We meet Llewyn Davis (Oscar Isaac) at The Gaslight Cafe in 1961, as he gives an earnest rendition of a traditional folk song to a small but captivated audience. Formerly part of a promising folk duo, he is down to performing on his own after losing his musical partner. But things aren’t going quite as well as he would have hoped. No one’s buying his album; he has no money and no place to live; and his bad luck and bad attitude affect everyone – human or feline – who crosses his path.
He shuffles from couch to couch, staying with friends and acquaintances, including the folk duo and couple Jim (Justin Timberlake) and Jean (Carey Mulligan), but then we find out that he has slept with Jean behind Jim’s back. He lodges at his older friends, the Gorfeins’ (Ethan Phillips and Robin Bartlett) place, then loses their cat. He is rude to his sister (Jeanine Serralles), dismissive of everyone who is just "existing", and when he gets the occasional chance at redemption, he doesn’t stops to take it. In short, he is, as Jean puts it, "like King Midas’ idiot brother".
So yes, the film’s central character isn’t a very nice person and the viewer isn’t given many reasons to root for him. But while we may not end up with a favourable opinion of Llewyn Davis, he is still an interesting protagonist. As he struggles through his messy life with no triumph in sight, his melancholic existence makes for a contemplative yarn, and the Coen brothers play well with this kind of darkness, augmenting it occasionally with their standard whimsy. But much like its protagonist, the film is perhaps a tad too self-absorbed; it doesn’t always have a sense of purpose or follow a concrete course, and its pieces don’t necessarily fit seamlessly.
Its cast is one of the movie’s strengths. Most of the supporting actors don’t have big roles, but they all play them well. Carey Mulligan is fierce as the scathed Jean. The ever dependable John Goodman is predictably awesome in the role of the junkie jazzman that Llewyn meets on a journey, despite the fact that his character eventually feels like a passing distraction on a random detour. But ultimately it is Oscar Isaac who is in charge of the whole film, so it’s fortunate that he very perfectly embodies the scruffy folk musician, both as an actor and a singer.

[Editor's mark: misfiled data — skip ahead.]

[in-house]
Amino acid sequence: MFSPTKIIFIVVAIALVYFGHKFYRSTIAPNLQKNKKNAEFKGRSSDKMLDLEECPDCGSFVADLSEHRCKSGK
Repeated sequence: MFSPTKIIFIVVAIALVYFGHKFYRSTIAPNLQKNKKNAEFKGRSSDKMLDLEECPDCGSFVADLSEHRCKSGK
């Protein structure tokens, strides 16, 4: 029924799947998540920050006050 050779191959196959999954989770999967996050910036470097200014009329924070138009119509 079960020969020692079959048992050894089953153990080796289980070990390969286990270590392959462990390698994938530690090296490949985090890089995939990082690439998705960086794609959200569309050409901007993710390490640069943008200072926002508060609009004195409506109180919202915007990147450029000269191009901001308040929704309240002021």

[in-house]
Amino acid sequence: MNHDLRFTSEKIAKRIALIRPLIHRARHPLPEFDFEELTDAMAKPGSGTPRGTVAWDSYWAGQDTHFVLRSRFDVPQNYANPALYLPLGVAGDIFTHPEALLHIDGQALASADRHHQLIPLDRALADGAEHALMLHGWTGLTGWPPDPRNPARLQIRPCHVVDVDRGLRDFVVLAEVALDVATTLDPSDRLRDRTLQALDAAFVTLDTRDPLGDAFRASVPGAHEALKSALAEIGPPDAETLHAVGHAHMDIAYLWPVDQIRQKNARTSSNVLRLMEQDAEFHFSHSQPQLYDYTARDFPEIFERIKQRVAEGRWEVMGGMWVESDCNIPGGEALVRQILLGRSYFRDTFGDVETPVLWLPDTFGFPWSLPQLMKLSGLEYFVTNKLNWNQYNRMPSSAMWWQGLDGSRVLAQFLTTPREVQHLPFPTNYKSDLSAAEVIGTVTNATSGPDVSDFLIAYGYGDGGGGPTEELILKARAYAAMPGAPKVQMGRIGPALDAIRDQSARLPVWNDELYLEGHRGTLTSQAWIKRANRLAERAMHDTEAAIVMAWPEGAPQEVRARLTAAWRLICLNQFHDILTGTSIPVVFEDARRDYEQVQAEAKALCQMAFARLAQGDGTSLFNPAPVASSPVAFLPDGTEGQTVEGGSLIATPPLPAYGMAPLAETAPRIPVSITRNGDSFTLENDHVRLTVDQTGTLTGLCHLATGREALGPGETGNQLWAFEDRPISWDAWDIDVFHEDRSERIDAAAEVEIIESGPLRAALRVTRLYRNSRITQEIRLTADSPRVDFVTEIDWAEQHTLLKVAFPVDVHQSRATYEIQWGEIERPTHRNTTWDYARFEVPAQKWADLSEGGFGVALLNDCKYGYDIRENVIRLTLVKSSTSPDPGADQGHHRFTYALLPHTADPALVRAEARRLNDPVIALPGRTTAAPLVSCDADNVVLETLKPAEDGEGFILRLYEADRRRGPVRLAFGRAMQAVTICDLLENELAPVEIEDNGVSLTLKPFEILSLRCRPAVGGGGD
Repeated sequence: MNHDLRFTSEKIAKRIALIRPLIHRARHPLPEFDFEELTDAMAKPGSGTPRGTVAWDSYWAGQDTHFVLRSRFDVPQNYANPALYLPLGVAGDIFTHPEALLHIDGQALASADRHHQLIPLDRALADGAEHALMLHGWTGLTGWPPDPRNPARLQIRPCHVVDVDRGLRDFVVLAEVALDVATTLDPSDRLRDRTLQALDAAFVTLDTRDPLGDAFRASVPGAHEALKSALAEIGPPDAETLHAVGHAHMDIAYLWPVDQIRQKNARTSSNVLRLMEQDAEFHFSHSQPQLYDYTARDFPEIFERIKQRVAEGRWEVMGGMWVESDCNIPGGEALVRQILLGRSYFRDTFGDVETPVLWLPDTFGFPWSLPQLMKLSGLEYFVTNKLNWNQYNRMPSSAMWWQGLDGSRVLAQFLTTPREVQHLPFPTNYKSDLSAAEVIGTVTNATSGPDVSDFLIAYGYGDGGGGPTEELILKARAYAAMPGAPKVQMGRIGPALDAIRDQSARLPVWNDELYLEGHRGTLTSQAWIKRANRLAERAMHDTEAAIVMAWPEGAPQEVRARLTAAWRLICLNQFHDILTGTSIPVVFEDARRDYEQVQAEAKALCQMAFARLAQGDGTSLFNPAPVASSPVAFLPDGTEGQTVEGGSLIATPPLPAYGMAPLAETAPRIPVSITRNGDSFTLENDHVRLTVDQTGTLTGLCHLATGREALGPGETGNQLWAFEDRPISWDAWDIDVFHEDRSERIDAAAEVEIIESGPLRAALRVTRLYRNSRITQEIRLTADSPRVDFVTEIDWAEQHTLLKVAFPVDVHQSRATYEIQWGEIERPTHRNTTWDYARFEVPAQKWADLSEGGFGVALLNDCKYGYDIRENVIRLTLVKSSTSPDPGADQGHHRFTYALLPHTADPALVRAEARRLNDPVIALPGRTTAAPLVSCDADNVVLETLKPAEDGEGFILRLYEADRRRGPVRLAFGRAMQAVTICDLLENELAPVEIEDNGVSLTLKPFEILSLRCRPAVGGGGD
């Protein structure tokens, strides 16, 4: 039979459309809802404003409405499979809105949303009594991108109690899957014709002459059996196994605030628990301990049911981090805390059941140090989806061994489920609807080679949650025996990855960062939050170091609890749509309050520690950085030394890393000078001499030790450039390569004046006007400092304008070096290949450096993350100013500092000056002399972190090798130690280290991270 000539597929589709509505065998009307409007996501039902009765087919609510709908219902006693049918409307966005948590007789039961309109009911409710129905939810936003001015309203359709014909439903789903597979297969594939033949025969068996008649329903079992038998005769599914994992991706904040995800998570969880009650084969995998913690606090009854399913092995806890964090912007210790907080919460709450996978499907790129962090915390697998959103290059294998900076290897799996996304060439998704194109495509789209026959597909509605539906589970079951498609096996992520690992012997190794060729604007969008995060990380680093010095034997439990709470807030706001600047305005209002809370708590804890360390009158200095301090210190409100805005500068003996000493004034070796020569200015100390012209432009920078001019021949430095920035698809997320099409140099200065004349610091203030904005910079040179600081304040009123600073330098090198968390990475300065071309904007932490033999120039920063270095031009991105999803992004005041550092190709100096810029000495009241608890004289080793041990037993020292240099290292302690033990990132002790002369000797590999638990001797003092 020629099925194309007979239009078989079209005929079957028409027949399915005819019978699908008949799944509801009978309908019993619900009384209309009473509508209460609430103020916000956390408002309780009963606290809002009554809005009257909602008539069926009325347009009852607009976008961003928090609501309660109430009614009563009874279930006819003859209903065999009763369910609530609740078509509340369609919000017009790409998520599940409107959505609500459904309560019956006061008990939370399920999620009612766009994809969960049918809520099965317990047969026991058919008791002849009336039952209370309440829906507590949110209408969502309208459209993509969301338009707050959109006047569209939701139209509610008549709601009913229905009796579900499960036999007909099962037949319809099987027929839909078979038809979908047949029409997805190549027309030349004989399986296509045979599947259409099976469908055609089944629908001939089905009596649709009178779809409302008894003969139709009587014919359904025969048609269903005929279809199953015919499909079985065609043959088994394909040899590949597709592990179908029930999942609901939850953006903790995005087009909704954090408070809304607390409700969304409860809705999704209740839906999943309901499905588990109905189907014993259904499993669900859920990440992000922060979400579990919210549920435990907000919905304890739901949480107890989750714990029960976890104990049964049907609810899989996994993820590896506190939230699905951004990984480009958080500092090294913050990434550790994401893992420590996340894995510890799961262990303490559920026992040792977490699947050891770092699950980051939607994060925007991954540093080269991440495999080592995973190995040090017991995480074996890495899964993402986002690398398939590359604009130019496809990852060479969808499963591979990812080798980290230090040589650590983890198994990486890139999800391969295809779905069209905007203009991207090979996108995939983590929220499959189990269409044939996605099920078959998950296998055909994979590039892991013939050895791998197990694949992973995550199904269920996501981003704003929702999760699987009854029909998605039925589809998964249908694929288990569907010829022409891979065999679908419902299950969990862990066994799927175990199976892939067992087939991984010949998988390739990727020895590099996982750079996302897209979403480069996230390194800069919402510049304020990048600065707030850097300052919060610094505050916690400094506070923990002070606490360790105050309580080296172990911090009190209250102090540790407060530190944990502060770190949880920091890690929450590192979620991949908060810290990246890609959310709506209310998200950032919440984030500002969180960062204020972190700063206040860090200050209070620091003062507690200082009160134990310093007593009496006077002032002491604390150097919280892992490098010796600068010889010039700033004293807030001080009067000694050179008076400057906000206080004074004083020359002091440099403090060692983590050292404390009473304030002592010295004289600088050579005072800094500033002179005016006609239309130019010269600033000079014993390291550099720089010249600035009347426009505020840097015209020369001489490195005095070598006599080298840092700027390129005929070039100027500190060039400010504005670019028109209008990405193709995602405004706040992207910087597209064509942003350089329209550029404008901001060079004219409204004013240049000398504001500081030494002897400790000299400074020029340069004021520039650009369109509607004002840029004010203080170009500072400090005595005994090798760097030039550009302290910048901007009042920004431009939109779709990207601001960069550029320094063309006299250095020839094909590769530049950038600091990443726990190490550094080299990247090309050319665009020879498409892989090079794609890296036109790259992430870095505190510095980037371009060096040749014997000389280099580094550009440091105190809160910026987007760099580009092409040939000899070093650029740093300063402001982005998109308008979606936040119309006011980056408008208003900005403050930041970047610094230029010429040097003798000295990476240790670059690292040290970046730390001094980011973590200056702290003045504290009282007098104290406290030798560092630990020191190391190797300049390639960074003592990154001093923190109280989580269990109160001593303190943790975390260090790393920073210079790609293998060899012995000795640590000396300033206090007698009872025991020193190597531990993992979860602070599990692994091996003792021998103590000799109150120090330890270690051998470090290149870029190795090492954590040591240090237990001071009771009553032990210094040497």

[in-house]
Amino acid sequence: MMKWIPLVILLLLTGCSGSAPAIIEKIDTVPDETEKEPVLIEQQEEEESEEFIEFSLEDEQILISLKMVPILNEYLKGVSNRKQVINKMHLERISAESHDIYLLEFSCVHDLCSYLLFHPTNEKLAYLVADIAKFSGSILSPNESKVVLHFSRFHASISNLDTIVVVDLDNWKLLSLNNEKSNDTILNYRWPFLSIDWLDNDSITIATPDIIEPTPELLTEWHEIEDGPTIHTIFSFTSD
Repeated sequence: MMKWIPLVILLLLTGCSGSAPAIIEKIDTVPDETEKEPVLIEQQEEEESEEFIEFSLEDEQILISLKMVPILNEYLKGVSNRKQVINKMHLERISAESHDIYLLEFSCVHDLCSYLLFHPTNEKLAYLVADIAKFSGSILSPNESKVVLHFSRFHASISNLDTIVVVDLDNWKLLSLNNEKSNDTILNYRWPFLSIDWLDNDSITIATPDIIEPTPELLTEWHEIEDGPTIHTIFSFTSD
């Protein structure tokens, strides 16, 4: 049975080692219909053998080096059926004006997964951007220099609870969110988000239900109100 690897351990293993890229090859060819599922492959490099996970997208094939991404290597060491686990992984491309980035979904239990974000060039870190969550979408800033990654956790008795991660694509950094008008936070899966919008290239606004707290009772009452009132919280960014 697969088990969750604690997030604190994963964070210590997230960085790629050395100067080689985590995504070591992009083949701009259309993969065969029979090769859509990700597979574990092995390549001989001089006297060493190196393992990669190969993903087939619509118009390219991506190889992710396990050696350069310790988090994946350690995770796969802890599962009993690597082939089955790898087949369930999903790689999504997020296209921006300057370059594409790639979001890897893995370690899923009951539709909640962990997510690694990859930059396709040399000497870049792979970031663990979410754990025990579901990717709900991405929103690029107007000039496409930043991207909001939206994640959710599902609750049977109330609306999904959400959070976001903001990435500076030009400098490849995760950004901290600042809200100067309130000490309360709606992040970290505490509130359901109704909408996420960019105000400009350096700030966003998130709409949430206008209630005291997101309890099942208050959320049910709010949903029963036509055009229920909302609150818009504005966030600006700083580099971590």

Despite the fact that he is deemed to be good but not great, Llewyn’s music makes for a compelling listen. The soundtrack sees the Coen brothers once again work with T-Bone Burnett (who previously collaborated with them on the Grammy award winning O Brother, Where Art Thou? soundtrack, and who went on to win an Oscar for his work on Crazy Heart), and comprises primarily of the cast’s rendition of traditional folk songs, mostly performed and recorded live. The selection is heavily influenced by Dave Van Ronk’s work and fits well with the setting.
Overall, Inside Llewyn Davis takes us back in time through the story of a character who might not deserve our sympathy (and is perhaps more subverted than necessary) but makes for a compelling case study. Visually, the film is skilfully crafted, and very evocative of the era it is set in, with the cinematography bringing the harsh New York winter to life. And it isn’t a surprise that the setting feels authentic, since most of the songs and venues are real, and many of the characters are inspired by real people; being familiar with the era and its music will add more context to the proceedings. Because of its loose structure, the movie might be trying for those who like a clear, direct, well defined, and fast paced approach, and the protagonist might leave some viewers weary. But those who enjoy the Coens’ brand of storytelling and are interested in folk music are likely to find this character’s odyssey intriguing.